Testing cycles for heavy-duty vehicles are an important topic for authorities, manufacturers, fleet owners, etc. in order to assess exhaust gas emissions and fuel consumption. A new methodology was developed to derive representative testing cycles from velocity versus time driving information. During the development, the work was focussed on city-buses, but the methodology can be applied to heavy-duty vehicles in general. The testing cycles are ‘distance-based’, meaning they impose goal speeds at each location. This implies that during acceleration phases, the accelerator-pedal - and gear lever in case of manual transmission - can be operated in a realistic way. The techniques for deriving this kind of testing cycle are proposed. Results of on-board emission and fuel consumption measurements employing these testing cycles are presented for two 19 tons, 160kW city buses, equipped with respectively a diesel and a CNG (stoechiometric) engine, and a 10 tons 112 kW diesel delivery truck.
Technical Paper

New Quiescent Combustion System for Heavy–Duty Diesel Engines to Overcome Exhaust Emissions and Fuel Consumption Trade–Off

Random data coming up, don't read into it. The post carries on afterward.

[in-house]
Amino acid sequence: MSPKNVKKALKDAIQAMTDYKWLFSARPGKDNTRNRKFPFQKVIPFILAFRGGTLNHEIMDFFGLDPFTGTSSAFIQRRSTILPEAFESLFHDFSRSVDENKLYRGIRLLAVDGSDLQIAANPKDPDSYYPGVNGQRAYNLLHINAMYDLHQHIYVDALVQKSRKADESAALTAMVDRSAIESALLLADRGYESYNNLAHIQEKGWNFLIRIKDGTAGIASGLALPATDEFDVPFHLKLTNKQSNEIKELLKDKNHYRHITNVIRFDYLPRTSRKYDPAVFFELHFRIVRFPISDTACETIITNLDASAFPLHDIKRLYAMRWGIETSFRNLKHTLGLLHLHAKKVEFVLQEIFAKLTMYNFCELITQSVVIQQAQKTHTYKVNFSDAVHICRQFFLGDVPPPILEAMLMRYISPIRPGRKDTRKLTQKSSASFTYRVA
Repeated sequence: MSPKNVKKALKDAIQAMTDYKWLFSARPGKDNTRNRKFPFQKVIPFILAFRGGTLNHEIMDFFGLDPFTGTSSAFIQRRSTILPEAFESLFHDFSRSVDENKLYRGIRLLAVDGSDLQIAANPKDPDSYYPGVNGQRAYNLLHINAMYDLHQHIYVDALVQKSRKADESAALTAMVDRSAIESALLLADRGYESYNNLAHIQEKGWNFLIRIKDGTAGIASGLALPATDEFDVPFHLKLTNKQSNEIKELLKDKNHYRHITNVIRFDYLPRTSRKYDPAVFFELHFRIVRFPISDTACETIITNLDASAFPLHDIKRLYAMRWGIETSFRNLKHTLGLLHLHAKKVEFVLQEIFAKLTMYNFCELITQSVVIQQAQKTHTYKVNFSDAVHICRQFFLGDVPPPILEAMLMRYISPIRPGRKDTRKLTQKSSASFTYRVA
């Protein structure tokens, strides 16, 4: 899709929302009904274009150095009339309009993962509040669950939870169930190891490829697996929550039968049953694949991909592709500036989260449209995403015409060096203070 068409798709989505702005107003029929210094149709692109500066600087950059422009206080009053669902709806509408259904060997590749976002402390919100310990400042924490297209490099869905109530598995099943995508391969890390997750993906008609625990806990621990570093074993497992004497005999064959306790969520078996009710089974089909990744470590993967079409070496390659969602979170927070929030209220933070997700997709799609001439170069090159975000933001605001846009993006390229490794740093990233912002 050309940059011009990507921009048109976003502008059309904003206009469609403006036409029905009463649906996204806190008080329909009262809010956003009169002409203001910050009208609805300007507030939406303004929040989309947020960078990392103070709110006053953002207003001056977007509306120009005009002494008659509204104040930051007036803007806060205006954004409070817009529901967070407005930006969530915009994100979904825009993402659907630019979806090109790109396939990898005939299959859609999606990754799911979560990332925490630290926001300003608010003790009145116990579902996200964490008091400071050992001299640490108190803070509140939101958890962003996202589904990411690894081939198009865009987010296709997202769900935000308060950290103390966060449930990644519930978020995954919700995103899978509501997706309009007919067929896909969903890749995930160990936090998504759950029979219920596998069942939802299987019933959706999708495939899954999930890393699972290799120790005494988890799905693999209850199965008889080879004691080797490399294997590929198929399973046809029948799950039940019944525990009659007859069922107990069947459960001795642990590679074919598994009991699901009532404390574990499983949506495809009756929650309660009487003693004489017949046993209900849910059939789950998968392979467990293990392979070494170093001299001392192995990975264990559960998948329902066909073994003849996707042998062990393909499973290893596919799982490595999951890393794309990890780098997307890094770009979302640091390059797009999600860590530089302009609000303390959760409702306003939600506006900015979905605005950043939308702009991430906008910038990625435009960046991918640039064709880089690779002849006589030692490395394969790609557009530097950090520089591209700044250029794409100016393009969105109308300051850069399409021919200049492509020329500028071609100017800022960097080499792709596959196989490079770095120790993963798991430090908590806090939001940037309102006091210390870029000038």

2000-06-19
2000-01-1811
In the next few years, the USA, EU, and Japan plan to introduce very stringent exhaust emissions regulations for heavy–duty diesel engines, in order to enhance the protection air quality. This builds upon the heavy–duty diesel engine exhaust emissions regulations already in effect. At the same time, improvement in fuel consumption of heavy–duty diesel engines will be very important for lowering vehicle operating costs, conserving fossil fuel resources, and reduction of CO2 (greenhouse gas) levels. This paper presents a detailed review of a quiescent combustion system for a heavy–duty diesel engine, which offers breakthrough performance in terms of the exhaust emissions – fuel consumption trade–off, compared with the more conventional swirl supported combustion system. This conclusion is supported by experimental results comparing quiescent and swirl supported versions of various combustion system configurations.
Technical Paper

The Optimum Layout of Engine Mounting by Dynamic Analysis

1999-11-15
1999-01-3717